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Cytisus scoparius (L.) Link: Scotch broomAuthor(s): Susan E. Meyer
Source: In: Bonner, Franklin T.; Karrfalt, Robert P., eds. The Woody Plant Seed Manual. Agric. Handbook No. 727. Washington, DC. U.S. Department of Agriculture, Forest Service. p. 466-467.
Publication Series: Agricultural Handbook
Station: Washington Office
PDF: View PDF (183.0 KB)
DescriptionThe genus Cytisus comprises about 80 species native to Eurasia and North Africa. Many are cultivated as ornamentals, and several of these have become more or less naturalized in the United States, especially in California (Munz and Keck 1959). Scotch broom - C. scoparius (L.) Link - was planted extensively for erosion control during the first half of the century (Gill and Pogge 1974) but is now considered a serious invasive weed throughout the range of its introduction in North America, Australia, and New Zealand (Bossard 1991). It has become the dominant species on several hundred thousand hectares of coastal and cis-montane vegetation, from Santa Barbara, California, north to British Columbia. It is a drought-deciduous shrub with angled, photosynthetic stems that is able to root-sprout following fire (Bossard and Rejmanek 1994; Gonzales-Andres and Ortiz 1997). It is largely useless as a browse-plant because of its toxic foliage, a feature that may permit it to increase at the expense of more palatable species (Bossard and Rejmanek 1994; Gill and Pogge 1974). It increases in response to disturbance of native vegetation and is also a serious weed problem in pine plantations in California and New Zealand.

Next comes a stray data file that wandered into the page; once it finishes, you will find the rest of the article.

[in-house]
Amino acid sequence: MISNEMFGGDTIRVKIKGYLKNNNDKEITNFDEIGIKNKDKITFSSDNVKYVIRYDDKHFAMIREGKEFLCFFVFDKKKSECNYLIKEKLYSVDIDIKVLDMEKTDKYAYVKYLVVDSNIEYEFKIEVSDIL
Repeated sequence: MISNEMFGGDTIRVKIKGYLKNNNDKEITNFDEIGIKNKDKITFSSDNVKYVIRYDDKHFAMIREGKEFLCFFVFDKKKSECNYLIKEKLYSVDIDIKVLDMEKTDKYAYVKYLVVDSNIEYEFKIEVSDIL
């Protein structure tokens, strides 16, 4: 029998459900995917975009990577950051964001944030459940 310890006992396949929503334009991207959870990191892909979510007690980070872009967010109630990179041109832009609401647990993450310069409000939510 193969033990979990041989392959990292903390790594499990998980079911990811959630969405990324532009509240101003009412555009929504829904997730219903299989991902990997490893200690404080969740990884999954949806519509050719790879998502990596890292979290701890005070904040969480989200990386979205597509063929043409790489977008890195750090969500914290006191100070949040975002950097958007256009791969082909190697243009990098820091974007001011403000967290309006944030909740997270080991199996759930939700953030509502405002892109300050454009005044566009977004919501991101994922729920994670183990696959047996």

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CitationMeyer, Susan E. 2008. Cytisus scoparius (L.) Link: Scotch broom. In: Bonner, Franklin T.; Karrfalt, Robert P., eds. The Woody Plant Seed Manual. Agric. Handbook No. 727. Washington, DC. U.S. Department of Agriculture, Forest Service. p. 466-467.
KeywordsCytisus scoparius (L.) Link, Scotch broom
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